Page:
Mountain Climbing in Jasper National Park in the Canadian Rockies

Mountain Climbing in Jasper National Park in the Canadian Rockies
Part of a World Heritage Site, 4,200-square-mile Jasper National Park lies in the Canadian Rocky Mountains and includes the famous Columbia Icefield as well as the largest glacial-fed lake in the Canadian Rockies, Maligne Lake. It is also home to a plethora of mountains ideal for alpine climbing and mountaineering. A variety of landscapes and ecosystems exist, from glaciated alpine ranges on the west side of the park near the border of British Columbia and Alberta to ranges that see less precipitation to the east.

Winter climbing takes place between December and March. But beware, avalanche danger is a real threat in Jasper National Park. Climbers with little to no experience should not explore this region without expert guidance. Many 8,000- to 11,000-plus-foot peaks can be climbed throughout the summer, with north faces drying out in late summer for rock and mixed climbing. Some of the more classic popular and/or historic routes include The North Face of Mt. Edith Cavell, the Japanese Route on Mt. Alberta and Skyladder on Mt. Andromeda.

The North Face, Mt. Edith Cavell

At 11,033 feet, the highest of Mount Edith Cavell's summits is accessible via numerous routes and is popular among mountaineers. It lies in the Athabasca and Astoria River valleys in the Edith Cavell Region along the Continental Divide. One of the more famous routes---not for the inexperienced---is The North Face, which has three variations to different summits (the East Summit, the Colorado Spur and the Main Summit). The North Face is considered classic by climbers worldwide. The route is more than 5,000 vertical feet and includes a good amount of solid quartzite. Depending on the season, conditions and variations from the original route, there can be mixed snow, ice and rock terrain, as well as some glacier traversing.

This peak is not far from the town of Jasper and can be accessed by Highway 93A, which winds alongside the river through the Athabasca Valley. It leads to the slopes of the peak. The routes are accessible via a trailhead at the end of Cavell Road.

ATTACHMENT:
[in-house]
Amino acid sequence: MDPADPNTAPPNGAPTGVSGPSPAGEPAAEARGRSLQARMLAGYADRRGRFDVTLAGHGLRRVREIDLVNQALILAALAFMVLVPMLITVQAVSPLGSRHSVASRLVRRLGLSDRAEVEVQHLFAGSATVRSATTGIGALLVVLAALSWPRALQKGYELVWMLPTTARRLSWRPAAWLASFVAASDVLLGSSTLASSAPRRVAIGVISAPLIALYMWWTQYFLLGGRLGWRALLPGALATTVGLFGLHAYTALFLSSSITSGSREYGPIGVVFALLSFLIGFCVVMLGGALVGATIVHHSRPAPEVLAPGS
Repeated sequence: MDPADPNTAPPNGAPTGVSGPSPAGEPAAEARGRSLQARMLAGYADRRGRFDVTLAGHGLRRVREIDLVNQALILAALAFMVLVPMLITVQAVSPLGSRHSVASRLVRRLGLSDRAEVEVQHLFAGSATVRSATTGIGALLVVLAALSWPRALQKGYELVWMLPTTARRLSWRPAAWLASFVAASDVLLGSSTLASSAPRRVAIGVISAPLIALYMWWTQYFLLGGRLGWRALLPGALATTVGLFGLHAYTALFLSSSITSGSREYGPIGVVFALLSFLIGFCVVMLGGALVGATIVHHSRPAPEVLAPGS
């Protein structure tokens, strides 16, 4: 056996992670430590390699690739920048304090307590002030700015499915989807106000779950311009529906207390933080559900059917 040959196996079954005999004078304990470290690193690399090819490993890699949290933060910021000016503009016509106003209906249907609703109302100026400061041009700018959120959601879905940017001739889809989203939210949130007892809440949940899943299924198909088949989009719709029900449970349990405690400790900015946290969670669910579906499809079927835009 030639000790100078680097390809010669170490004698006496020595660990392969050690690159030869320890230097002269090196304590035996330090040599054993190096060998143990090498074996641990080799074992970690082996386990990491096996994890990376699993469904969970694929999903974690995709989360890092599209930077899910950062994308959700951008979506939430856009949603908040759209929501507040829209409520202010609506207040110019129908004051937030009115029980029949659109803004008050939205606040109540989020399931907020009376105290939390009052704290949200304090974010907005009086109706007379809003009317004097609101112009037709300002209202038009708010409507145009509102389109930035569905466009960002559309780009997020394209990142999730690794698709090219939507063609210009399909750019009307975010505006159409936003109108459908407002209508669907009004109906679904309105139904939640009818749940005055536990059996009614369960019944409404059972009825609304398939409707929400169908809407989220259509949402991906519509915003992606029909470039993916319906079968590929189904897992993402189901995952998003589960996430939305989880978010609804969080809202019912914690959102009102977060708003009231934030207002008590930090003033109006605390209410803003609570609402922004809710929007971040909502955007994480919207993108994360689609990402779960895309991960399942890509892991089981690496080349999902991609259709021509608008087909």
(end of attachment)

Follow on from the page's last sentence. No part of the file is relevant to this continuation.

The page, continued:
Japanese Route, Mt. Alberta

At 11,884 feet, Mount Alberta is the sixth highest peak in the Canadian Rockies and rises higher than any other peak in the Winston Churchill Range. One of the last summits reached in the Canadian Rockies, it lies far from any roads and includes a strenuous approach and difficult route just to get to the base. Although rated moderately by the six people from the Japanese Alpine Club and their two guides who first climbed it in 1925, the first part of the route includes various horizontal ledge systems covered with debris from the friable, vertical shale cliffs that rise 300- to 600-plus-feet above.

The descent reverses the route and, as with all mountain climbing, conditions vary depending on weather and season.

Skyladder, Mt. Andromeda

Located halfway between the towns of Jasper and Lake Louise at the Columbia Icefield, 11,318-foot Mt. Andromeda stands next to Mt. Athabasca and is surrounded by glaciers. The moderate ice climb Skyladder is the most popular route on the peak and was first climbed in 1960 by J. Fairly and B. Parks. The route climbs the right shoulder of the mountain, crossing a sometimes-difficult bergschrund (crevasse created by glacial ice separating from surface ice) up to an ice face that starts out as steep as 45 degrees but gradually kicks back as the ridge to the summit is approached. Various descents are available. Depending on the season, the ice will alternately stick around through the summer or melt away completely, and conditions vary widely.


Article Written By Lizzy Scully

Lizzy Scully is a senior contributing editor for Mountain Flyer magazine and the executive director of the nonprofit Girls Education International. She holds a Bachelor of Arts in psychology from University of Utah and Master of Science in journalism from Utah State University.

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